How can ants/bugs fall like 20 times their own body height (dropping from a fence f.e.) and just walk away?


A human falling down from three times their own height (six metres or so) would be horribly injured, while bugs seem to just walk on. How does this work? Shouldn’t they be falling at a similar speed, due to gravity?

In: 2

This is yet another consequence of the infamous “square-cube law”. The volume of a shape increases faster than the surface area of a shape as it gets bigger. So, insects have proportionally much more surface area than insides compared to a much larger animal. So they experience proportionally more air resistance than a larger animal. This means they can fall from heights and not fall fast enough to hurt themselves.

Two reasons.

First, they don’t fall at a similar speed, they fall much much slower. Their “terminal velocity” is much slower. This is because they are very very very light, and they have a lot of surface area – lots of legs and appendages that cause drag. Because they are so light and cause so much drag. Air resistance alone is enough to slow down their fall to a survivable speed. It’s pretty much impossible for an ant to die from falling.

Second, their exoskeleton. Ants all basically have their own Spartan-Super-Suit like Master Chief that keeps them solidly in place, no organs splattering around because the organs are kept nicely in place by their strong exoskeleton.

Your assumption about falling at the same speed applies if there’s no air resistance, but there’s a lot of air resistance, and even a little bit of updraft will keep tiny bug airborne or at least greatly slow. It’s descent. On top of that, it’s not just about the speed with which an object falls. You have to consider the amount of mass involved in the collision between the ground and whatever’s hitting it. Ultimately, it comes down to the physics formula F = ma, which means force equals mass times acceleration. Assuming there was no air resistance, then the acceleration part of that formula is the same for both a person and a small insect, but the mass is greatly different. A small insect may weigh a fraction of a gram, while a human weighs 70 to 100 kg or more. Literally thousands of times more. That means there’s literally thousands of times the force acting on a suddenly decelerating human then there would be on a small insect. When you add in the effects of air resistance, the difference is even greater.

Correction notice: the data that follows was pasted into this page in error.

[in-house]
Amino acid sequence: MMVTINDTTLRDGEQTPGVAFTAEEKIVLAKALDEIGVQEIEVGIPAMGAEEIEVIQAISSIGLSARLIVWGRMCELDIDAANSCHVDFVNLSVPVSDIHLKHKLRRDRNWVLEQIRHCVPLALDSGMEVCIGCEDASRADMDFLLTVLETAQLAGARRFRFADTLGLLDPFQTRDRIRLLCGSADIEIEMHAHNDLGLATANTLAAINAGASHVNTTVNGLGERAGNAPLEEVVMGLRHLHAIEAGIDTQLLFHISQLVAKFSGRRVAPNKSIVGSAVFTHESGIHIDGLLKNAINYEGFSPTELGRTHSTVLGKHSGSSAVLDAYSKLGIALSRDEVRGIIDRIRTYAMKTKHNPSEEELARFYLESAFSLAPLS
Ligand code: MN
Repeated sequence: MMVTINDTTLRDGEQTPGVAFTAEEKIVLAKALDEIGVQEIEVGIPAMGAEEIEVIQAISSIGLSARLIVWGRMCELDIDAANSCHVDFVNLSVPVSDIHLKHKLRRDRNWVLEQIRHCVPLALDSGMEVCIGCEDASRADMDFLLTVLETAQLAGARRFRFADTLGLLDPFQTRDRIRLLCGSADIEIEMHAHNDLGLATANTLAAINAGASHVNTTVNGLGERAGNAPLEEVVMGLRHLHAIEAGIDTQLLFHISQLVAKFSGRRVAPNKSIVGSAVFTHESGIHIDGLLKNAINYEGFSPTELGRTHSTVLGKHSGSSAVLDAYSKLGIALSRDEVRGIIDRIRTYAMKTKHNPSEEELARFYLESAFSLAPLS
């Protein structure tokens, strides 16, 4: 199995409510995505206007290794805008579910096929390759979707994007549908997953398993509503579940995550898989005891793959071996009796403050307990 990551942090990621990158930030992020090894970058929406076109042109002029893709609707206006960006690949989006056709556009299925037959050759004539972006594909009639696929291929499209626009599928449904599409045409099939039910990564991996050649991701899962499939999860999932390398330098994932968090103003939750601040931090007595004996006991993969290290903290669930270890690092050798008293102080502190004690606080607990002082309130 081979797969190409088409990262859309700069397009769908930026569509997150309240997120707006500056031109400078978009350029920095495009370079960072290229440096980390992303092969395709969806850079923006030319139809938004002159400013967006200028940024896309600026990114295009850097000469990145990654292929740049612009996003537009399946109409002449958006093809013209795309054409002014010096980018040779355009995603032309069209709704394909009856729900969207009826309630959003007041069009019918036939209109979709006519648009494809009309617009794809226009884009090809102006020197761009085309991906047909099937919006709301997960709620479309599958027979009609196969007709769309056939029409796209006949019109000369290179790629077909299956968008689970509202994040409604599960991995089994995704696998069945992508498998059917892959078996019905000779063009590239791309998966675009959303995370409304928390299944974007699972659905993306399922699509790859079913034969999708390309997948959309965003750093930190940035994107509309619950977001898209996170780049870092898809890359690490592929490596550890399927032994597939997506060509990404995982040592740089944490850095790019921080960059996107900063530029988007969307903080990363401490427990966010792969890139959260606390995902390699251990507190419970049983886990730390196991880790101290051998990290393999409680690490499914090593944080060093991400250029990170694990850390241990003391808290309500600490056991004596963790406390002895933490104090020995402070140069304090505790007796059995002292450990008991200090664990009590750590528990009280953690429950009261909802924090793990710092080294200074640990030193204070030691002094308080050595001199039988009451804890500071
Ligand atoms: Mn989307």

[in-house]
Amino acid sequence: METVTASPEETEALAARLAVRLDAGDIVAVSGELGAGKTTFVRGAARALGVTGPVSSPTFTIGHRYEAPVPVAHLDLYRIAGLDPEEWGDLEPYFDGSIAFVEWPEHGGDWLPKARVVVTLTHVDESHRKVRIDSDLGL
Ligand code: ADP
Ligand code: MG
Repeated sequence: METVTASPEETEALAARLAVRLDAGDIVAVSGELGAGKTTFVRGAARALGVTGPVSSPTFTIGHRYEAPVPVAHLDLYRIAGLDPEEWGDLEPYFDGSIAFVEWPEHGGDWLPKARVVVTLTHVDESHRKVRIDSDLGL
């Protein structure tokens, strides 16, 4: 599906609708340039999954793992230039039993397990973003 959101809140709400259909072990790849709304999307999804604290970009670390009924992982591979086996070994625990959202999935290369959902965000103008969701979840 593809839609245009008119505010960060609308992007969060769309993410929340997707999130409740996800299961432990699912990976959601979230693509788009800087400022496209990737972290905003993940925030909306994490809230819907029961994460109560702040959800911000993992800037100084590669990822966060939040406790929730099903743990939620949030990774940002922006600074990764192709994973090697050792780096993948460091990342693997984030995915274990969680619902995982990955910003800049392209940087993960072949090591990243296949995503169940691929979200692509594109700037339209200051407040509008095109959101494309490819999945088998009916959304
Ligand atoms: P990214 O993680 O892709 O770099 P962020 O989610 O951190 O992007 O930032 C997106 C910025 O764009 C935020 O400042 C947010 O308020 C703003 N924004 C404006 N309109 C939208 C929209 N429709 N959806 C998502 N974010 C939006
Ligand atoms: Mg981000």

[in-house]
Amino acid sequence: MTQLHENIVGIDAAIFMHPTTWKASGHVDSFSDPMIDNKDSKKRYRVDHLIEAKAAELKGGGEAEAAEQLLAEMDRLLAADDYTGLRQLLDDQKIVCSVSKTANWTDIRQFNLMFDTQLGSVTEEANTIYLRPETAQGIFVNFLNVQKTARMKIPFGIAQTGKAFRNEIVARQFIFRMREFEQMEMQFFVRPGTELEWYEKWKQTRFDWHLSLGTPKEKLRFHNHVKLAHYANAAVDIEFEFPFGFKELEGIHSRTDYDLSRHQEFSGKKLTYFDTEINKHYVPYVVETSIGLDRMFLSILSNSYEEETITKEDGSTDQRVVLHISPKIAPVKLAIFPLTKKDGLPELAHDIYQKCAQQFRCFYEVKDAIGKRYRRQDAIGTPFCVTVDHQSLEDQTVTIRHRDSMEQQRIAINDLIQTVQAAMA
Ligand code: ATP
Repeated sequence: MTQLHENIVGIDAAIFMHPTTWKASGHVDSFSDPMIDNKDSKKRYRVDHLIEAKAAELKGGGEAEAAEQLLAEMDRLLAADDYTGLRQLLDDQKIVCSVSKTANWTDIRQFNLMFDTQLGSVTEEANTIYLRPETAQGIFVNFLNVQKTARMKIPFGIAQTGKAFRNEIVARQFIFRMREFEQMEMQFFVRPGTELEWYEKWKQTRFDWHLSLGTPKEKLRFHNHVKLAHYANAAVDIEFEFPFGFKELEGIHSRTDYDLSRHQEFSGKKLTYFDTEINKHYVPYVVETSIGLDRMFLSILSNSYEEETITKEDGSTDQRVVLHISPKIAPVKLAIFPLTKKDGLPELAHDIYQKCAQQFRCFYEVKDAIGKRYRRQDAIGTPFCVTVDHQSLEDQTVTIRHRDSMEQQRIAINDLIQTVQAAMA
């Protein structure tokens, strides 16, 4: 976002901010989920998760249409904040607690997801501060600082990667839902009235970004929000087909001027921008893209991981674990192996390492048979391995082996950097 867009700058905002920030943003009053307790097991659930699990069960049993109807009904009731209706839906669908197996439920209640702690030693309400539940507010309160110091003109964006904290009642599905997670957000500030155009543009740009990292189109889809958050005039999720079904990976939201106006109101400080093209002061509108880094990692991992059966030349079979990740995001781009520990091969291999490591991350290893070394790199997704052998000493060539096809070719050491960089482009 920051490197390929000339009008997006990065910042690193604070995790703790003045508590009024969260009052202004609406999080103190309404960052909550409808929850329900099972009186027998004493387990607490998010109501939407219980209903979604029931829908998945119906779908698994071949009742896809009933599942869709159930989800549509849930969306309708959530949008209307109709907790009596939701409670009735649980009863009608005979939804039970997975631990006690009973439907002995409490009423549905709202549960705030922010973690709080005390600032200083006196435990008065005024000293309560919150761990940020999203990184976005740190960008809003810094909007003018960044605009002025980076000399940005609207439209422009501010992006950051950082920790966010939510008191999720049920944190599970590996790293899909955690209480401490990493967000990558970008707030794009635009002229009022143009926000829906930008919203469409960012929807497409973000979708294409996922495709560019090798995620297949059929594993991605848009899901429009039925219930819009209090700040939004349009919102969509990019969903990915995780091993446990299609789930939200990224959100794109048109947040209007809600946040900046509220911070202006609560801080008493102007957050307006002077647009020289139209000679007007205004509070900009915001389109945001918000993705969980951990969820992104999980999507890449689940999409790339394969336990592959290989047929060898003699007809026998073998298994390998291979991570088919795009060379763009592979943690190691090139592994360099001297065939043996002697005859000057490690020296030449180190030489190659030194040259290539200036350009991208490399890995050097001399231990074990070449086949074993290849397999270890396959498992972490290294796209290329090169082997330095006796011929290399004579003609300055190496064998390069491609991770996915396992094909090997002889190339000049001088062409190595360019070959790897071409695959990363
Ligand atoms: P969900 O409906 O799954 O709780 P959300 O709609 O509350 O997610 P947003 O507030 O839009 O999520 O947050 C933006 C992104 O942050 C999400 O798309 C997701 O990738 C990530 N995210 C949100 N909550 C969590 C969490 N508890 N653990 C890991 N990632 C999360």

It’s like dropping a polystyrene box from hundreds of meters. doesn’t weight much to make a significant impact to cause injury/damage.

It’s because of terminal velocity, that is the point where acceleration from gravity balances out with resistance from wind. The average terminal velocity for an insect is about 2m/s, the terminal velocity for a human is about 60m/s. If both you and an insect jumped from the Empire State Building at the same time you’d reach earth a lot faster than the insect would, but if the experiment happened in a vacuum you’d be able to lock eyes with the insect and would both hit the ground at the same time and at the same speed… a blistering 86m/s or 192mph

Additionally things are just relatively stronger the smaller they are. Ants can lift 50 times their body weight, with minimal training an average child can dead hang for 2 minutes something adults struggle with, elephants can’t jump.